Our crew at The Move Makers have managed hundreds of moves for our clients, and we’ve learned quite a few things along the way. One important thing we’ve learned is never to make any assumptions about the ease or difficulty of a project beforehand, because there are always surprises. Another thing we’ve learned is that when an unexpected situation arises, we can rely on the experience and training of our staff, and the expertise of our trusted partners, to overcome any obstacle.
With that in mind, we’d like to bring you a just a few of our well-seasoned tips from our team, many of whom are Professional Organizers, so that your own home project can get off to a great start, and hopefully a successful finish!.. Read the rest
As we leave the warmth of summer for the cooler months, now is a good time to examine the hotspots of clutter in your home. This month we look at the motivations for why things collect where they do. Maybe you’ll recognize yourself!
Out of sight, out of mind: this is where we squirrel away things that we don’t want to deal with, and since we don’t actually see them on a regular basis, we think the problem is solved. However, we often take away the function of that place which was intended for another purpose. If you have a guest bedroom filled with items that you don’t want to deal with, chances are you’re less likely to invite people over to stay. .. Read the rest
This is part 2 of our article about the hidden cost of moving. This month, we discuss costs that may creep up in the latter part of your move. Check out last month’s post for more information on moving costs you may not have considered here (link to Part 1).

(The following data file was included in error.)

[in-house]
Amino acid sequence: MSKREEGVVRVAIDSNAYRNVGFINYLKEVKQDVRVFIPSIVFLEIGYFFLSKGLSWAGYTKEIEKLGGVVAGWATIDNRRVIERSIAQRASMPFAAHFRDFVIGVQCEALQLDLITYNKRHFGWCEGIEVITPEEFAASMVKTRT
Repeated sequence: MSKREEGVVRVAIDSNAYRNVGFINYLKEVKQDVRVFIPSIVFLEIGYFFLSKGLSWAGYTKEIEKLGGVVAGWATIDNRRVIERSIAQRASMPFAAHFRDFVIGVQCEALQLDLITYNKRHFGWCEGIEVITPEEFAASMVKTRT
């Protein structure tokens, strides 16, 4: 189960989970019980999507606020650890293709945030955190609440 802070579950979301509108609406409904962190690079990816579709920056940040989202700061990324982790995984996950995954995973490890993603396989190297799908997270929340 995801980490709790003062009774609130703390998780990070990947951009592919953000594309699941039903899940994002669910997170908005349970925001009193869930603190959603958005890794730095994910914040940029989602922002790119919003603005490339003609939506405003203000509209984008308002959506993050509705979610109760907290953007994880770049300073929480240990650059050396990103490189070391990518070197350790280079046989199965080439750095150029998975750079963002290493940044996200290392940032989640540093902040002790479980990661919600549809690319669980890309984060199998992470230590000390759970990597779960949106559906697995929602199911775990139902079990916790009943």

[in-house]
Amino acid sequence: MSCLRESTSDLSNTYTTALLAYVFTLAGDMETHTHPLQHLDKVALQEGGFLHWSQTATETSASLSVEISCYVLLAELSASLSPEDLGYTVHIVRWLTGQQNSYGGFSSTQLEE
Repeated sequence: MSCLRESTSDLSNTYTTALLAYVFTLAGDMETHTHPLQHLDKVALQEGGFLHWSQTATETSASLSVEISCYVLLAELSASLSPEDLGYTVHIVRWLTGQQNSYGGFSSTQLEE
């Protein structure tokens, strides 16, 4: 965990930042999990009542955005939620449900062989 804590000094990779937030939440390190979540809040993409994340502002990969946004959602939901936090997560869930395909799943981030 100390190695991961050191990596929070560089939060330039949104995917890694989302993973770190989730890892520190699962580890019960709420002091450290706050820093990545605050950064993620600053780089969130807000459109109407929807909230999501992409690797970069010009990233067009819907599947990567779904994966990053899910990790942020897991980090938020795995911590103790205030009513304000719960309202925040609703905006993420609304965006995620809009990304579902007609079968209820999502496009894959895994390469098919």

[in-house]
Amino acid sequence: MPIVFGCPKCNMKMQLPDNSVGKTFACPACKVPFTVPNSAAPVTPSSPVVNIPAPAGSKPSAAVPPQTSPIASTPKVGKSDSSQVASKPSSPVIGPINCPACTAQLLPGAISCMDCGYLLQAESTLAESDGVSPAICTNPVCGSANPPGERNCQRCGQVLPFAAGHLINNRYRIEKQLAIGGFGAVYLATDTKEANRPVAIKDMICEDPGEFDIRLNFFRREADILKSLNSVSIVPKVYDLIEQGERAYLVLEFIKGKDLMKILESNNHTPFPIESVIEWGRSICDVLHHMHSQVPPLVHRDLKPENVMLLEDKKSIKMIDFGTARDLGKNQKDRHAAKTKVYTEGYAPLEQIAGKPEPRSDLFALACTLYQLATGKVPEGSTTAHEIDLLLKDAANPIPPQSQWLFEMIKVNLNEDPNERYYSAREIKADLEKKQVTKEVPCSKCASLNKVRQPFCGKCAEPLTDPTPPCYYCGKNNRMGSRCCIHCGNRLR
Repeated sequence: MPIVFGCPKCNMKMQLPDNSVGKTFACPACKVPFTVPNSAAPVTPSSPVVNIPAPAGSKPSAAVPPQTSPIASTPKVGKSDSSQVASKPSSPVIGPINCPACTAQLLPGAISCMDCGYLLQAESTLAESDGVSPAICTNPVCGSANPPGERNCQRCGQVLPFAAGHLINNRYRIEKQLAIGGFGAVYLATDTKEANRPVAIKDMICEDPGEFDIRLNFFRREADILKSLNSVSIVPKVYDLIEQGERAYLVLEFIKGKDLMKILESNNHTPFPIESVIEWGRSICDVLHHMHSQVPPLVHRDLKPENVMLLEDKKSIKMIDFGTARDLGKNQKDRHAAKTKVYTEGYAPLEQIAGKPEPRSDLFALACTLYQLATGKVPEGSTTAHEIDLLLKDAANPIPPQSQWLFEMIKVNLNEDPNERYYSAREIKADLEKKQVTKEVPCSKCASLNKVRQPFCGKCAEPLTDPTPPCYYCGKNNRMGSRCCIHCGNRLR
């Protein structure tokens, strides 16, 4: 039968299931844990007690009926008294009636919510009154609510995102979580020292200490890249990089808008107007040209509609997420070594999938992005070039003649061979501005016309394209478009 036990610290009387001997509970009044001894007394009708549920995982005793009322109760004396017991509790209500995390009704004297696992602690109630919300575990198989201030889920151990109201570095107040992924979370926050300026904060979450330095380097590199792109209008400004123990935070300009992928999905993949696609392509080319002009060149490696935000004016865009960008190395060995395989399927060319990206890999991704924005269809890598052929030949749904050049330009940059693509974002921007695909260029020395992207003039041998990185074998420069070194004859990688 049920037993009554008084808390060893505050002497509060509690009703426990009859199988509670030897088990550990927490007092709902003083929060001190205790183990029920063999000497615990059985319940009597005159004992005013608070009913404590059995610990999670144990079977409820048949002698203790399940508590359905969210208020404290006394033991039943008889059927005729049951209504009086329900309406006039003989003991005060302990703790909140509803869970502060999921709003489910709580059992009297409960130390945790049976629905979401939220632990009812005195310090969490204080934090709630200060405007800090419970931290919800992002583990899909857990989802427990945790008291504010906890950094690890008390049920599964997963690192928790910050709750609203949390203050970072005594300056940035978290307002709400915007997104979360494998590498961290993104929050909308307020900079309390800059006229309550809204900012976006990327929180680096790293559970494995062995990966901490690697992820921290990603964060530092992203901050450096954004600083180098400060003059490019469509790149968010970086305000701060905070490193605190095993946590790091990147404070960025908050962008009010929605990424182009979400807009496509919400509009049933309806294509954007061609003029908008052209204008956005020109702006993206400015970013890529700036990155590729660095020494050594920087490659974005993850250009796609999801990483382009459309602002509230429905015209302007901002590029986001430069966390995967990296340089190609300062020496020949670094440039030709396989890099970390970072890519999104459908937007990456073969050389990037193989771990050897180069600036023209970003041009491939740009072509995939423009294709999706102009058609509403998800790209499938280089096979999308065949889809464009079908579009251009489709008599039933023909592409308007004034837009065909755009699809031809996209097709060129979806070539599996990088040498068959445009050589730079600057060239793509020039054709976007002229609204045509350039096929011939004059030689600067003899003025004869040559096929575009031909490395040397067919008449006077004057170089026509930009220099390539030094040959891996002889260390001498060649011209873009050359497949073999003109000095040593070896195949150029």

Too much weight on long distance moves – according to the American Moving and Storage Association, the cost of long-distance and intrastate (over 50 miles) moves are calculated based on weight and distance. Boxes of books are some of the heaviest non-furniture items that are moved from a house. Consider paring down your collection and other heavy items if you want to save money on your long distance move.
This month is part 1 of our 2-part article on the less obvious costs of moving:
You’ve sold your home and you’ve found the perfect place to relocate. All that’s left to do is pack up your belongings, arrange for some movers, and be on your way. But don’t be in a hurry to pack your calculator, because moving households can add up in ways you may have not expected.
Storage – you’re all ready to move to the next location. But is your new place ready? If not, be prepared to either rent back your own home from the folks you just sold to, or place your goods in storage.
Whether downsizing your own space or moving into another, sometimes the furniture or accessories you have simply won’t fit or won’t work in the new space. There is a secondary market for finer furniture, home decor, artwork, rugs and even fine jewelry, and buyers are seeking well-made pieces that aren’t as expensive as buying new.
But don’t confuse consignment with thrift shopping. Many consignment shops are very savvy to today’s trends, and are particularly diligent in what they will accept for resale.
If you’re considering consigning your furniture or household decor to a consignment shop, here are a few things to keep in mind:
Condition – Consignment shoppers are discriminating buyers, and consignment shop staff know this.